The island of Donoussa consists of four settlements: Donoussa, or Stavros, which is the island's harbour, Mersini, Messaria, or Haravgi, and Kalotaritissa. The most important one is Donoussa which is built on the south-west end of the island, near a leeward bay. Its small snow-white houses belong to fishermen and it has taken its second name from the chapel of "Timios Stavros" (Holy Cross) on its eastern side.
Iraklia consists of two settlements, Panagia, or Pano Meria, and Agios Georgios which lies on the waterfront. The two settlements constitute a community of about 250 inhabitants and are divided from each other by the lovely Livadi beach.
The most significant sight of Iraklia is the Cave of St John with its spectacular stalactites, which has not been developed touristically yet. Another sight is the islet of Venetiko (Venetian), the castle of which is a reminder of the Venetian rule.
Kato Koufonissi lies between Pano Koufonissi, Schinoussa, and Keros. It is almost abandoned with just a few houses which are summer residences of fishermen from Amorgos. At its pier,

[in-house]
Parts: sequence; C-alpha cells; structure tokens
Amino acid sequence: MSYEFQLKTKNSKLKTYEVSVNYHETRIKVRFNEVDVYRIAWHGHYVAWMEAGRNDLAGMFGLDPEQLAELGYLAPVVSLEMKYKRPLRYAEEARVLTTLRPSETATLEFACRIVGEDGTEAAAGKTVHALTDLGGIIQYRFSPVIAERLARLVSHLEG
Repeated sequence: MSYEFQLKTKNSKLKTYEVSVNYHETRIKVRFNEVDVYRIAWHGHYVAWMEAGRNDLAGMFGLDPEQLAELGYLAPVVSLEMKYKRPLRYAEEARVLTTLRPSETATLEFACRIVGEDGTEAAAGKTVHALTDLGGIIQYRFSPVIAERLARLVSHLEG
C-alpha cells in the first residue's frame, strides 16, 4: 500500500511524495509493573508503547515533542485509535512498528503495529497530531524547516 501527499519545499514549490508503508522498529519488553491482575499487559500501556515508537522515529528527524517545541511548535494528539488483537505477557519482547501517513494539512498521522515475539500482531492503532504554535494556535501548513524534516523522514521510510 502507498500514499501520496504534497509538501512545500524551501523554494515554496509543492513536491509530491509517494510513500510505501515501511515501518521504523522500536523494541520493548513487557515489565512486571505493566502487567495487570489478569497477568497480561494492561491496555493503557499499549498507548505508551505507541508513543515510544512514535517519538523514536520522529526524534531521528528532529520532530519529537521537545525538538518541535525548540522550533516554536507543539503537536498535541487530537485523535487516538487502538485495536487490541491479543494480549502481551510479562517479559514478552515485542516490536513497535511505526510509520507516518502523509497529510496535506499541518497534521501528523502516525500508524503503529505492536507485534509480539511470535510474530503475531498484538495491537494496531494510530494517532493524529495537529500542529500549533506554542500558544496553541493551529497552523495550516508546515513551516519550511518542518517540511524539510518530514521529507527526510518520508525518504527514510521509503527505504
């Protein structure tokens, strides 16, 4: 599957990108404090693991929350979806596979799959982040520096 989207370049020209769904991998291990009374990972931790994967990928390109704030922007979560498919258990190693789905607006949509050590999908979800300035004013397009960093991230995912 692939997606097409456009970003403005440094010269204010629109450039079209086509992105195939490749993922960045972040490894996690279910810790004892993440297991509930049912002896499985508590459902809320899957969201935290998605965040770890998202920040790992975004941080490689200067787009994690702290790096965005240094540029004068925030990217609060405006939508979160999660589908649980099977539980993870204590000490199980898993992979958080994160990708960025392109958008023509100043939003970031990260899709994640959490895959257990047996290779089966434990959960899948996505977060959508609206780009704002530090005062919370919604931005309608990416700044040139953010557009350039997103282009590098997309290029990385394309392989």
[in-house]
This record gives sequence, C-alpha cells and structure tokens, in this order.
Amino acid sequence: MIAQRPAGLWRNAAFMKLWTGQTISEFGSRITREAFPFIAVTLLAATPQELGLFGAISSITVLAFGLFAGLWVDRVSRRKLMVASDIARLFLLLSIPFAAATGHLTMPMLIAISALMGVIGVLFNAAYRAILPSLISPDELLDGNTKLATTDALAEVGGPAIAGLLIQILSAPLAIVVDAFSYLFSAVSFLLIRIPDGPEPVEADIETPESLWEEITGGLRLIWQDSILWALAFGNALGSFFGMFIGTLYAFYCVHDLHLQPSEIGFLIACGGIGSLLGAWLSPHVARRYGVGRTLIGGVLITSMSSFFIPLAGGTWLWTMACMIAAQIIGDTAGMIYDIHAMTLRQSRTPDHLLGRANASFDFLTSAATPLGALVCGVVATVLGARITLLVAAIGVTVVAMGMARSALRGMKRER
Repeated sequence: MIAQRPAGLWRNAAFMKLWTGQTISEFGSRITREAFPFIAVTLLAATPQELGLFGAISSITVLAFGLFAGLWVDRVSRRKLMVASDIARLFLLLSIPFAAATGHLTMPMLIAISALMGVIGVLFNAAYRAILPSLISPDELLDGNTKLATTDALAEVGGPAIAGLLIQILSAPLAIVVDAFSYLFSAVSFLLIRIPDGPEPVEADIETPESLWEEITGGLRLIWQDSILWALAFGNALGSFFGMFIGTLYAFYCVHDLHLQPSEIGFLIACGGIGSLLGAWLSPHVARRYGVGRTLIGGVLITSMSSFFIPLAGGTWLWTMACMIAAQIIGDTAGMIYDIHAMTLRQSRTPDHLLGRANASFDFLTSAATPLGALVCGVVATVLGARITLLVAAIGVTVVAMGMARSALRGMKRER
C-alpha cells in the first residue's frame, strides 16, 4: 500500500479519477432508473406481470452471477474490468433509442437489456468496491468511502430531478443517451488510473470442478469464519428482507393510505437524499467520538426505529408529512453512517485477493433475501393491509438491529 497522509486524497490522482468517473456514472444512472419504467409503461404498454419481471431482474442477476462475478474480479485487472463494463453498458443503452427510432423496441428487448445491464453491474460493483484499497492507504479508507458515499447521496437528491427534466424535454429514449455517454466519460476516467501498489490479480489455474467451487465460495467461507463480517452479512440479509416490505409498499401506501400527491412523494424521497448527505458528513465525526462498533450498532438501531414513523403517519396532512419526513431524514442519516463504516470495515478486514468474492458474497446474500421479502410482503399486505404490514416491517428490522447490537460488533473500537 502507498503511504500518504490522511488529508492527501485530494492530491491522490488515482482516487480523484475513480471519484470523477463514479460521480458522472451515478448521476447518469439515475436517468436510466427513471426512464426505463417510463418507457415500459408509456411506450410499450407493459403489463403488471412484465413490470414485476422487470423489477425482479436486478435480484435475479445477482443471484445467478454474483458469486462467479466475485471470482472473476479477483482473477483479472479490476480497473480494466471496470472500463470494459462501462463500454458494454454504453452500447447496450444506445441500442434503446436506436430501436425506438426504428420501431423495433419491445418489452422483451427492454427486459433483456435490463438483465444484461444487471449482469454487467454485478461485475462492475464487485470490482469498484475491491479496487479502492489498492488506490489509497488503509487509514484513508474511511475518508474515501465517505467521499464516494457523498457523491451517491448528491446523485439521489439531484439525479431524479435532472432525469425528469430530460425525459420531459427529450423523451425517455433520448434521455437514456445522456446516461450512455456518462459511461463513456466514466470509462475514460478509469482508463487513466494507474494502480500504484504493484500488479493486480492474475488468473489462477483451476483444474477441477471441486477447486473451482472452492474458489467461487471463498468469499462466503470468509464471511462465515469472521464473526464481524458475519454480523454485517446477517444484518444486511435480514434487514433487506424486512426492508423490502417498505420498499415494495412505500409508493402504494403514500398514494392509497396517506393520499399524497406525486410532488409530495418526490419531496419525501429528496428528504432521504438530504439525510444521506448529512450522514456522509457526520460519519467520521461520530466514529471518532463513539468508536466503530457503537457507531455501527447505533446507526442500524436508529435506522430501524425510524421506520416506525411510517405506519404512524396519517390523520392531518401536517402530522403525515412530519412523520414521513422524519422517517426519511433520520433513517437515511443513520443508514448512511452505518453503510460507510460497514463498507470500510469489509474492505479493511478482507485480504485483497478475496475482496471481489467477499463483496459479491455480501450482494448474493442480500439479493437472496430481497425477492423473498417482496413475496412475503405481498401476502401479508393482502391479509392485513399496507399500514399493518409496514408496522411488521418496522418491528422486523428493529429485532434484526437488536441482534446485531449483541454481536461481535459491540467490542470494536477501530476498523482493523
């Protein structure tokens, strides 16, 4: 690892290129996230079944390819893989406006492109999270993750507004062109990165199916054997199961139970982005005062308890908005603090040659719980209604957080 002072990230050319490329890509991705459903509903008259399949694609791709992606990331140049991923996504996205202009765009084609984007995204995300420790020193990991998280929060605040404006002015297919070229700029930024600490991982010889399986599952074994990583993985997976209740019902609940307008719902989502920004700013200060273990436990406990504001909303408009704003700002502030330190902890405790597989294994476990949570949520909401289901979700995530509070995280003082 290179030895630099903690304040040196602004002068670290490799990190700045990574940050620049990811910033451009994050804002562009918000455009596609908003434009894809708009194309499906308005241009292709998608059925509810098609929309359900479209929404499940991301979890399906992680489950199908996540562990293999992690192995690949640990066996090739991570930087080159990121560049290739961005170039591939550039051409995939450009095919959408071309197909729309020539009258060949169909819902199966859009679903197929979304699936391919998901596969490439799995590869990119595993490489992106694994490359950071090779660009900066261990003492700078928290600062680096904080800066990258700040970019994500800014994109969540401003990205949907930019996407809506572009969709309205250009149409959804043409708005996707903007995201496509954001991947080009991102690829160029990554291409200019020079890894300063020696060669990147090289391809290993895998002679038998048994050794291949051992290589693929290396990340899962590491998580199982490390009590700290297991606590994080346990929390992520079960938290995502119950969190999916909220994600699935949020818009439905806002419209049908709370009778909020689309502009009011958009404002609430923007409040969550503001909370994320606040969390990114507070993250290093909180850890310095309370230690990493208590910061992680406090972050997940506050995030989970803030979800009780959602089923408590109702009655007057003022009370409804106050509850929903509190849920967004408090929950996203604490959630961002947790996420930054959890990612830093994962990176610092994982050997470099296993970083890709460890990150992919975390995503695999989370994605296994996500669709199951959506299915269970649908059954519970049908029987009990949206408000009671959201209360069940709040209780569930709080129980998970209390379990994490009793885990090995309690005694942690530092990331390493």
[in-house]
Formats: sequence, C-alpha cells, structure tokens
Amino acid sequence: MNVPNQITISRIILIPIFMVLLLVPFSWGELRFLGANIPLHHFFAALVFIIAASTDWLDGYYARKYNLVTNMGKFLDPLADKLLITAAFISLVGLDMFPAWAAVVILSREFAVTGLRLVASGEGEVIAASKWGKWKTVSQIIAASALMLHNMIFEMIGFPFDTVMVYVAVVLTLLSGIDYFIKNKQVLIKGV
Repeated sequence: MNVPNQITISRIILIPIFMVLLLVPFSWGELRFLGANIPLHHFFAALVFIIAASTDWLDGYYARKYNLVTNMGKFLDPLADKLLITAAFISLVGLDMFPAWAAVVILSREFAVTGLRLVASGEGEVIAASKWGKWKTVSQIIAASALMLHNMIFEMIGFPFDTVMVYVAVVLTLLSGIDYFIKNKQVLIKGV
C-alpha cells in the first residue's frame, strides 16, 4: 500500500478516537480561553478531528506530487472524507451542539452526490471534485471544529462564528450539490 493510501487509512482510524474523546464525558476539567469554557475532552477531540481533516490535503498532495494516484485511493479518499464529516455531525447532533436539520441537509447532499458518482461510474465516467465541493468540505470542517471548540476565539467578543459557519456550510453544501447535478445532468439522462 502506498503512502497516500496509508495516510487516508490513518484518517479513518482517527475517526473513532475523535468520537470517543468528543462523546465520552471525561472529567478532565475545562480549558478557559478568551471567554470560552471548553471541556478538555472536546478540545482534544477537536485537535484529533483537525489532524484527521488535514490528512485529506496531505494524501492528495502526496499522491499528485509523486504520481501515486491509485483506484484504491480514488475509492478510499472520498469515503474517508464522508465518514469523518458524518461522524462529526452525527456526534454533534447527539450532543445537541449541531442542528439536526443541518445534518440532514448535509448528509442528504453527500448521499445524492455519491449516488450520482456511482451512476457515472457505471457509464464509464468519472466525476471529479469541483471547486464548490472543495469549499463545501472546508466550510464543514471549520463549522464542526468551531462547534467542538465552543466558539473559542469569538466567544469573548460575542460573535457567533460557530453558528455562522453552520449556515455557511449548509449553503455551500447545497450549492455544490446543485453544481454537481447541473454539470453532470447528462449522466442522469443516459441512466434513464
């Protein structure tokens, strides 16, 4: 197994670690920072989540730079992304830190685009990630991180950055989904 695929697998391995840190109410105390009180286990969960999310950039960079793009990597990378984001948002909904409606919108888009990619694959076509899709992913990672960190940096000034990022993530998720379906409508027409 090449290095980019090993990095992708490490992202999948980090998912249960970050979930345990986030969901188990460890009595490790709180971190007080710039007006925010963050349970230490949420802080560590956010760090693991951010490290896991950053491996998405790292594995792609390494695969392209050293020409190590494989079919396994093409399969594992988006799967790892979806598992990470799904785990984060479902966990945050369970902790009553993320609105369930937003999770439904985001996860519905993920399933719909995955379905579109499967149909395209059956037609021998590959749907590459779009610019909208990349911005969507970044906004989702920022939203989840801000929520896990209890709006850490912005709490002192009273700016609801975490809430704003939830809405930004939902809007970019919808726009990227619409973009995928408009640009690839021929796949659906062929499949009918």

caiques and small boats bring tourists to its wonderful beaches ideal for nude sunbathing.
The islet's only significant sight is the chapel of Panagia, built at the pier's edge on the site of ancient ruins.
Pano Koufonissi consists of a small settlement on its south-east side of about 260 inhabitants. Excavations have brought to light another construction on the island's southern end with Hellenistic and Roman ruins. In recent years, the settlement has attracted many tourists because of its golden, sandy beaches.
The islet of Schinoussa virtually consists of one settlement, Hora, or Panagia. The few families which live in its port, Mersini, or Mesinia, own tavernas and rooms to let.
The most significant sight of the settlement is the church of Panagia Akathi, which has taken its name from the "Akathistos Ymnos" (Standing Humn). It is dedicated to the Presentation of the Virgin and many local girls take the name Akathi in her honour.